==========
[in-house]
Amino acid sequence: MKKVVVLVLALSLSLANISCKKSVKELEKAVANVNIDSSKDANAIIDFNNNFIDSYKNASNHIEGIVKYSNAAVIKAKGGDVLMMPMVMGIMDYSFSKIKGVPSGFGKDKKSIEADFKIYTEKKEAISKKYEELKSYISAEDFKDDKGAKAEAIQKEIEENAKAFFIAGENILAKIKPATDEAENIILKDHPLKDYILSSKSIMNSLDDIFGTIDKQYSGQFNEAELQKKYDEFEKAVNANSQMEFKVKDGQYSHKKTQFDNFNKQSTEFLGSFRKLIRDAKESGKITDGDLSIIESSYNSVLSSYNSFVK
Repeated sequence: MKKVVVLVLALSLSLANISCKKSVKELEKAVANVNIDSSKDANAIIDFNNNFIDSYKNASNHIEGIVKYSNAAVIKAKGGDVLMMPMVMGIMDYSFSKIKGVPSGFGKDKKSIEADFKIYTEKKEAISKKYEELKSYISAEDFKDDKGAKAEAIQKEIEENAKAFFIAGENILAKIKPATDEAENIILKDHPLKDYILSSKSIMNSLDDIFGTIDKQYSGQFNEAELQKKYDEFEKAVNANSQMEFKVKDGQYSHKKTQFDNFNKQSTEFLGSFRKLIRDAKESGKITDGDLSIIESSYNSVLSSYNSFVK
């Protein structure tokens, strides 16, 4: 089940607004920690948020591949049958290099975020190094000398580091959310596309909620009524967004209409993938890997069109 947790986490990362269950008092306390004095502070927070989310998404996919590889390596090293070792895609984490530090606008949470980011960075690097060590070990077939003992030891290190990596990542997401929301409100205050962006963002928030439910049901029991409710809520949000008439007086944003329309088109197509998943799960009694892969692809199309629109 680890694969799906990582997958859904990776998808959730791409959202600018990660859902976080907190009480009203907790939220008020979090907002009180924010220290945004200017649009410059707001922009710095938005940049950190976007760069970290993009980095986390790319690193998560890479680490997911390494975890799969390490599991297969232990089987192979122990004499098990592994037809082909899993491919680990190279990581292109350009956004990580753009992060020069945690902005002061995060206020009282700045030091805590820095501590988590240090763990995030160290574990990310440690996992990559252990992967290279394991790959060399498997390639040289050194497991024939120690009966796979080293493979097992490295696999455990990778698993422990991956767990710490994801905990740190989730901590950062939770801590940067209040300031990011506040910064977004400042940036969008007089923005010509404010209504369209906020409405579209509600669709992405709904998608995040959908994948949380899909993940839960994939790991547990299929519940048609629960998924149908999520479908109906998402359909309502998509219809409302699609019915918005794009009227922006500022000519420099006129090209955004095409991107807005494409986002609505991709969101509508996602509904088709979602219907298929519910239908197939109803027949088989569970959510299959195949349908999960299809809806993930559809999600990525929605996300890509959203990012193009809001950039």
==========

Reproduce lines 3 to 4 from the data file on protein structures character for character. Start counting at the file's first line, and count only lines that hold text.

Repeated sequence: MKKVVVLVLALSLSLANISCKKSVKELEKAVANVNIDSSKDANAIIDFNNNFIDSYKNASNHIEGIVKYSNAAVIKAKGGDVLMMPMVMGIMDYSFSKIKGVPSGFGKDKKSIEADFKIYTEKKEAISKKYEELKSYISAEDFKDDKGAKAEAIQKEIEENAKAFFIAGENILAKIKPATDEAENIILKDHPLKDYILSSKSIMNSLDDIFGTIDKQYSGQFNEAELQKKYDEFEKAVNANSQMEFKVKDGQYSHKKTQFDNFNKQSTEFLGSFRKLIRDAKESGKITDGDLSIIESSYNSVLSSYNSFVK
């Protein structure tokens, strides 16, 4: 089940607004920690948020591949049958290099975020190094000398580091959310596309909620009524967004209409993938890997069109 947790986490990362269950008092306390004095502070927070989310998404996919590889390596090293070792895609984490530090606008949470980011960075690097060590070990077939003992030891290190990596990542997401929301409100205050962006963002928030439910049901029991409710809520949000008439007086944003329309088109197509998943799960009694892969692809199309629109 680890694969799906990582997958859904990776998808959730791409959202600018990660859902976080907190009480009203907790939220008020979090907002009180924010220290945004200017649009410059707001922009710095938005940049950190976007760069970290993009980095986390790319690193998560890479680490997911390494975890799969390490599991297969232990089987192979122990004499098990592994037809082909899993491919680990190279990581292109350009956004990580753009992060020069945690902005002061995060206020009282700045030091805590820095501590988590240090763990995030160290574990990310440690996992990559252990992967290279394991790959060399498997390639040289050194497991024939120690009966796979080293493979097992490295696999455990990778698993422990991956767990710490994801905990740190989730901590950062939770801590940067209040300031990011506040910064977004400042940036969008007089923005010509404010209504369209906020409405579209509600669709992405709904998608995040959908994948949380899909993940839960994939790991547990299929519940048609629960998924149908999520479908109906998402359909309502998509219809409302699609019915918005794009009227922006500022000519420099006129090209955004095409991107807005494409986002609505991709969101509508996602509904088709979602219907298929519910239908197939109803027949088989569970959510299959195949349908999960299809809806993930559809999600990525929605996300890509959203990012193009809001950039």